Boston Public School leaders say they are working to fix an error in how they calculated grade point averages for 152 students applying to the district’s three exam schools over the last two years. The calculation error mostly affected students attending schools outside of the district that use an A-F grading system. It essentially represented their GPA as a lower number than it should have been in the 1-4 grading system most BPS schools use.
Admissions into the district’s exam schools are determined by a combination of GPA and scores on a standardized entrance test.
Superintendent Brenda Cassellius said on Monday that the issue was brought to the district’s attention when a student’s tutor called the school system to inquire over the summer. After investigating the complaint, school officials noticed that dozens of other students were affected, too. District staff are calling affected families this week to apologize and offer them enrollment to the school they were eligible for.
“[Parents], like me, regret that the error happened and were concerned about that, but happy that we had transparency and that we were accounting for all of the students that had the error rather than just fixing it for the one,” Cassellius said.
She added that the issue occurred when the district switched to a new student database in late 2018. One of the two offices that handle admissions information was not working with the most updated information after the switch.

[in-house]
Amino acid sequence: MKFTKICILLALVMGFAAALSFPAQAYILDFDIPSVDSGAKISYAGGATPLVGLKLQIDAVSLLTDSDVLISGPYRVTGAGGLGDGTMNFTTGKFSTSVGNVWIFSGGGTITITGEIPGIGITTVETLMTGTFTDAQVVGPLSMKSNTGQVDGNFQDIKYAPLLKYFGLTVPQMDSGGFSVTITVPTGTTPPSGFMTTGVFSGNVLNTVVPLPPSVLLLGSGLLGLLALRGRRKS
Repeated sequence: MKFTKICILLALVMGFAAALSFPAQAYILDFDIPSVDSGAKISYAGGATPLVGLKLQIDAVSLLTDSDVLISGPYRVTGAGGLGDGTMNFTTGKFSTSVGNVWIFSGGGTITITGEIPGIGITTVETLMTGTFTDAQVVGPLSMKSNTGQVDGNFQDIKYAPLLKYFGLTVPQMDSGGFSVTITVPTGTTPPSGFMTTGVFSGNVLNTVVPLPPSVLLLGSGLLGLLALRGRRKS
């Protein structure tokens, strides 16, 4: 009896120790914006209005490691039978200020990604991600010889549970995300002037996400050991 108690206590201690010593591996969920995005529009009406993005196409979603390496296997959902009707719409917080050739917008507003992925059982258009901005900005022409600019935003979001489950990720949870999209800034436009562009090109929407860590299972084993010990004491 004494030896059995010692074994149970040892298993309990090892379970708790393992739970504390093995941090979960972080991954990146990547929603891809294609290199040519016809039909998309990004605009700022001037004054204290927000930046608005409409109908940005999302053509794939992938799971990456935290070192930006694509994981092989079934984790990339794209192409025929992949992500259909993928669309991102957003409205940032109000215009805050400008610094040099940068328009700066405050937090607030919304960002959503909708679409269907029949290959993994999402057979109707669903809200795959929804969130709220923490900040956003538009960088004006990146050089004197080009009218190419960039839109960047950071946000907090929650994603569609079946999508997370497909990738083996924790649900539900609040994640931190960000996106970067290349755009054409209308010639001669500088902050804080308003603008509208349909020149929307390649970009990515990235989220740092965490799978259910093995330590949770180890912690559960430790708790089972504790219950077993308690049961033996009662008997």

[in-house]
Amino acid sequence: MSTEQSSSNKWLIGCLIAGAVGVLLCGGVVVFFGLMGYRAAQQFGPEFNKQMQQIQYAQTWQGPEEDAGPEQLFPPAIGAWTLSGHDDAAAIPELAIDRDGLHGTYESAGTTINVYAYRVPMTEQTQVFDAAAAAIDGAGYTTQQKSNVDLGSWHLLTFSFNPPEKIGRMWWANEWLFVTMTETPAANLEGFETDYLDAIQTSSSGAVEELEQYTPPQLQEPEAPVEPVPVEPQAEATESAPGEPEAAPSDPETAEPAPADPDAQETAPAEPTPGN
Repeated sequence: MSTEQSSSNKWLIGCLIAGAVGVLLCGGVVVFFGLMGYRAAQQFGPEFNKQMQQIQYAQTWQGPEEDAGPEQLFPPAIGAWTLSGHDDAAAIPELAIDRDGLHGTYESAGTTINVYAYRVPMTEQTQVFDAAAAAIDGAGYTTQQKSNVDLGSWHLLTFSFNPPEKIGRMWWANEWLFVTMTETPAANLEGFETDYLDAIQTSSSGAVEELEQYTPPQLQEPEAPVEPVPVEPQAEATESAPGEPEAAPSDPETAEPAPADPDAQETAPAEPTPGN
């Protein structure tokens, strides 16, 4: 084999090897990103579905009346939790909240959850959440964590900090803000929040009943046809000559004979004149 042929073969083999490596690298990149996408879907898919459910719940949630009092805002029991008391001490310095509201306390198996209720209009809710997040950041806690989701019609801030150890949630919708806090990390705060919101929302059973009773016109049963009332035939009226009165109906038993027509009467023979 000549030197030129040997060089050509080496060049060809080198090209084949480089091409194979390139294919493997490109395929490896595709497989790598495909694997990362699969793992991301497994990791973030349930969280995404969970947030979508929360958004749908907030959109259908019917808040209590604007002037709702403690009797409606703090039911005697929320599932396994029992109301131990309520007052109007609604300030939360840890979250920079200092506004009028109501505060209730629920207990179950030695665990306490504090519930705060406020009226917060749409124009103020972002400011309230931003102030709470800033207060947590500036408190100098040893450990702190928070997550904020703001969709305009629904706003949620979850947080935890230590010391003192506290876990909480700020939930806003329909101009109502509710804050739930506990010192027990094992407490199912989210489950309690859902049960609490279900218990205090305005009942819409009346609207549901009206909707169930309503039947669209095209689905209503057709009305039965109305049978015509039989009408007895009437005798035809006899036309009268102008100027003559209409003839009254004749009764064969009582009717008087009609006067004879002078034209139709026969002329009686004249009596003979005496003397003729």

“We’ll be following through with any disciplinary action in accordance to BPS policy in terms of what we’ll be doing there,” Cassellius said.
The issue affected admissions for last school year and this upcoming school year. For 62 students, it meant being denied admission to any of the exam schools (10 white, 19 Latinx, 17 Black, 3 Asian). For 90 others, it meant that they did not get admission to their first-choice exam school (34 white, 17 Latinx, 30 Black, 7 Asian, 2 other). There were also 67 students who were erroneously granted admissions to the exam schools, but district officials said they won’t be rescinding those offers.
For civil rights advocates like Rev. Willie Bodrick who have been pushing the district to move away from admissions standards that rely solely on GPA and test scores, the situation adds fuel to his argument that the current criteria disproportionately impact students of color in a negative way. Bodrick hopes the school system uses this as an opportunity to change.
“The hope and the prayer for me is that we look at a moratorium on the admissions system,” he said. “And that we consider different mechanisms so that we can properly evaluate our children.”
Bodrick added that he applauds the district for catching this calculation error and making an effort to redress the harm. “But if we had been listening to advocates earlier, we might not have been in this situation in the first place,” he said.
This article was published by WBUR 90.9FM on Aug. 31. The Reporter and WBUR share content through a media partnership.